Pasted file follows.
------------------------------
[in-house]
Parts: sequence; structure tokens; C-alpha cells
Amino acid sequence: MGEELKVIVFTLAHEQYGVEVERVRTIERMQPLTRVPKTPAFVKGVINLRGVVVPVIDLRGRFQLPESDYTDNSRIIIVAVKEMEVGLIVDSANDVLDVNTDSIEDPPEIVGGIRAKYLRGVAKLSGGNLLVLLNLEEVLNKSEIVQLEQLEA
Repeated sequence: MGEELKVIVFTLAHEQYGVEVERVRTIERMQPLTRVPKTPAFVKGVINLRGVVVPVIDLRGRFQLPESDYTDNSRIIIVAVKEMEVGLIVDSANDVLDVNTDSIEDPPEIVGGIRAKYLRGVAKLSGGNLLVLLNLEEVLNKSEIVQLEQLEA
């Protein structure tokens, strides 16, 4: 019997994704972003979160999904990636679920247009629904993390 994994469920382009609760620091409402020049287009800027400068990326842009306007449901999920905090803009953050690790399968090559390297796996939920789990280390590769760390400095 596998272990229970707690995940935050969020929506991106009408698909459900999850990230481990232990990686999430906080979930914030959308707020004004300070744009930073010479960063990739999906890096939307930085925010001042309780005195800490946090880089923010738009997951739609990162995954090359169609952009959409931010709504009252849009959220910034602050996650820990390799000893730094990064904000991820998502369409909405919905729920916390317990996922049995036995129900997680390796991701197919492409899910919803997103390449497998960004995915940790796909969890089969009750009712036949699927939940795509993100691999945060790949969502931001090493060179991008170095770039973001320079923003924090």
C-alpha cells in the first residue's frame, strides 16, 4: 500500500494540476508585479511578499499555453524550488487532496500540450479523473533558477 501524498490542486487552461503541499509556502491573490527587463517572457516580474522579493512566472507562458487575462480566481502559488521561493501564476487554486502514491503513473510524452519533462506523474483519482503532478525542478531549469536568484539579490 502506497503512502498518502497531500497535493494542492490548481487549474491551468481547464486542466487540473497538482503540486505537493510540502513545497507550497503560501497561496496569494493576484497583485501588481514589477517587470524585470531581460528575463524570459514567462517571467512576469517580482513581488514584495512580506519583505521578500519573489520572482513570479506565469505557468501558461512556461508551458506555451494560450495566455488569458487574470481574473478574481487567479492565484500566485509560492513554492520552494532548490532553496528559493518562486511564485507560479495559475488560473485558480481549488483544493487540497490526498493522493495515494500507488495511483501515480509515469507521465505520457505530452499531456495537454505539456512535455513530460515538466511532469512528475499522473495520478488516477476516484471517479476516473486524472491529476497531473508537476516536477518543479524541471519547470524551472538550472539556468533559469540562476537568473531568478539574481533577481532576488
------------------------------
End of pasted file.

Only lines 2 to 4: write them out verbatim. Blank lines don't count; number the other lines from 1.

Parts: sequence; structure tokens; C-alpha cells
Amino acid sequence: MGEELKVIVFTLAHEQYGVEVERVRTIERMQPLTRVPKTPAFVKGVINLRGVVVPVIDLRGRFQLPESDYTDNSRIIIVAVKEMEVGLIVDSANDVLDVNTDSIEDPPEIVGGIRAKYLRGVAKLSGGNLLVLLNLEEVLNKSEIVQLEQLEA
Repeated sequence: MGEELKVIVFTLAHEQYGVEVERVRTIERMQPLTRVPKTPAFVKGVINLRGVVVPVIDLRGRFQLPESDYTDNSRIIIVAVKEMEVGLIVDSANDVLDVNTDSIEDPPEIVGGIRAKYLRGVAKLSGGNLLVLLNLEEVLNKSEIVQLEQLEA